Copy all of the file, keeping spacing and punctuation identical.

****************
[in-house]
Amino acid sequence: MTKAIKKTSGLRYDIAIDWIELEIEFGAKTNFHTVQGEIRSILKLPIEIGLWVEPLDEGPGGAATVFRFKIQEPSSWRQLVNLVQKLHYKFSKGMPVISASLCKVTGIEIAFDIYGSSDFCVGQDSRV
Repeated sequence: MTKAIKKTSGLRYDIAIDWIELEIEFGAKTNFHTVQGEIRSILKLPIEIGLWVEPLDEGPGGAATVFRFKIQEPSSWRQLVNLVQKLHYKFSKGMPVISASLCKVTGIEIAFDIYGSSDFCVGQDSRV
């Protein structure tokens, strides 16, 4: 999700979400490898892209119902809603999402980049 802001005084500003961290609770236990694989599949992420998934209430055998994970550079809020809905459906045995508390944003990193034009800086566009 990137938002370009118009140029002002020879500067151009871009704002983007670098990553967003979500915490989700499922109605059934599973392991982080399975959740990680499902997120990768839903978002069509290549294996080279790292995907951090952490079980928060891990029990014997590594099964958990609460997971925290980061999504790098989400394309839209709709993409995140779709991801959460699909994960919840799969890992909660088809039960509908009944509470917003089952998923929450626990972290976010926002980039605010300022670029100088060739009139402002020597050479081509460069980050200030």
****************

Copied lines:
[in-house]
Amino acid sequence: MTKAIKKTSGLRYDIAIDWIELEIEFGAKTNFHTVQGEIRSILKLPIEIGLWVEPLDEGPGGAATVFRFKIQEPSSWRQLVNLVQKLHYKFSKGMPVISASLCKVTGIEIAFDIYGSSDFCVGQDSRV
Repeated sequence: MTKAIKKTSGLRYDIAIDWIELEIEFGAKTNFHTVQGEIRSILKLPIEIGLWVEPLDEGPGGAATVFRFKIQEPSSWRQLVNLVQKLHYKFSKGMPVISASLCKVTGIEIAFDIYGSSDFCVGQDSRV
């Protein structure tokens, strides 16, 4: 999700979400490898892209119902809603999402980049 802001005084500003961290609770236990694989599949992420998934209430055998994970550079809020809905459906045995508390944003990193034009800086566009 990137938002370009118009140029002002020879500067151009871009704002983007670098990553967003979500915490989700499922109605059934599973392991982080399975959740990680499902997120990768839903978002069509290549294996080279790292995907951090952490079980928060891990029990014997590594099964958990609460997971925290980061999504790098989400394309839209709709993409995140779709991801959460699909994960919840799969890992909660088809039960509908009944509470917003089952998923929450626990972290976010926002980039605010300022670029100088060739009139402002020597050479081509460069980050200030």